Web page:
Designing For Wellness - Essential Design Terms 2024

Designing For Wellness - Essential Design Terms 2024

In an effort to help improve literacy around neuroinclusion, pioneering biophilic designer and author, Susie Frazier, compiled a list of 2024 Essential Design Terms and the noteworthy leaders educating us about them. (Download the PDF here.)

"Understanding there is an exchange between ourselves and everything in the world around us is one of the most important themes to be explored in the coming year. The next frontier of design is about neuroinclusion, biophilic living, and sensory experiences.”

– Susie Frazier, WELL AP, WELL Faculty, Next Frontier of Design Winner, International WELL Building Institute

BIOPHILIC DESIGN, according to Oliver Heath is a “design strategy that takes into account the spontaneous tendency of humans to feel good in the midst of nature.”

DESIGN INCLUSION according to Henry Gifford is the kind that doesn’t ignore experts in teh field, no matter what part of the industry they come from.

We are all NEURODIVERSE from each other, “Like a person’s fingerprint, no two brains - not even those of identical twins are exactly the same,” according to Cleveland Clinic.

NEURODIVERSITY a term, coined by Judy Singer, “refers to the fact that no 2 mind-bodies can ever be identical. I coined it specifically to suggest a name for the emerging rights movement for neurological minorities who had common cause, and as an addition to the intersections of class, ethnicity, gender etc.”

NEUROREALISM, also coined by Judy Singer, 25 years after she coined neurodiversity, is “about recognising that all humans are imperfect, and that it is society’s task to create humane niches for everyone, whether they are social, asocial or antisocial.” Shared directly to Susie from Judy on 5/4/24; See also

NEURODIVERGENT, coined by Kassiane Asasumasu, is a term that refers more  to neurologically divergent than neurotypical. It’s not a medical or clinical term, but an identity: “This includes Autistic people, ADHD people, people with learning disabilities, epileptic people, people with mental illnesses, people with MS or Parkinsons or apraxia or cerebral palsy or dyspraxia, or no specific diagnosis but wonky lateralization or something. It is not another damn tool of exclusion. It is specifically a tool of inclusion.”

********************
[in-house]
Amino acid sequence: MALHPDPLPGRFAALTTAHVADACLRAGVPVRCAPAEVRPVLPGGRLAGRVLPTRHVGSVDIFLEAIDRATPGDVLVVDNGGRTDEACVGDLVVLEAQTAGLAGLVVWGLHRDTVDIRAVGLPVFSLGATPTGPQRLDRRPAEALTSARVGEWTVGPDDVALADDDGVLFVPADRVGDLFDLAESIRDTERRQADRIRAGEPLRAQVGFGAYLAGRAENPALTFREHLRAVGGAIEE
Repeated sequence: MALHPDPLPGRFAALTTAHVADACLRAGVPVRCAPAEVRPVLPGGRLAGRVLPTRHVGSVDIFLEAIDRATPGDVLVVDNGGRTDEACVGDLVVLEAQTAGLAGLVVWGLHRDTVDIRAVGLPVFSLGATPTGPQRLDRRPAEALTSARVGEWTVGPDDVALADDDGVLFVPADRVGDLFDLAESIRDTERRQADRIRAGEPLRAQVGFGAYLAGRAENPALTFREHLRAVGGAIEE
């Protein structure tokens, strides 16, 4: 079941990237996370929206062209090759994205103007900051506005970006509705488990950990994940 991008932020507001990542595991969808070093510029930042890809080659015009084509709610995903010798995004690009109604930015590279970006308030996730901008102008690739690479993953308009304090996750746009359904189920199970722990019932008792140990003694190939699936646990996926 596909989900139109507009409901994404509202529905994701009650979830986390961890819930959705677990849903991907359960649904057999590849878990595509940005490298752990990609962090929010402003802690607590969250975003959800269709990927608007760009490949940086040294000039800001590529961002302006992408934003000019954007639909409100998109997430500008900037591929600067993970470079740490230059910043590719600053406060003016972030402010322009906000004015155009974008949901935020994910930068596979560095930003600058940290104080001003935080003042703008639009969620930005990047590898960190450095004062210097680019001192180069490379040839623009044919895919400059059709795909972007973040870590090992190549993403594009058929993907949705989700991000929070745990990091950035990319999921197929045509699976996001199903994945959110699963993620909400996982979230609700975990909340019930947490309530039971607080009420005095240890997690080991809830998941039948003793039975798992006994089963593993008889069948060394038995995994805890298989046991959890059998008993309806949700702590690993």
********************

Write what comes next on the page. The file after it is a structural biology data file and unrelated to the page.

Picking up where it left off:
According to Sonny Jane Wise, this term often exists in opposition to the word “disorder” because it’s about acknowledging that we aren’t disordered. We diverge.

NEUROINCLUSION, coined by Dr. Kimberlé Crenshaw, is the term used to describe how race, class, gender, and other individual characteristics “intersect” with one another and overlap.

NEUROINCLUSIVE PRACTICES invite curiosity, according to Jennifer Alumbaugh, MSc, around the differences we may experience with coworkers, colleagues, and bosses as we interact with them, rather than making assumptions about certain traits like eye contact, direct communication, doodling or other activity during meetings, or spending time alone away from co-workers.





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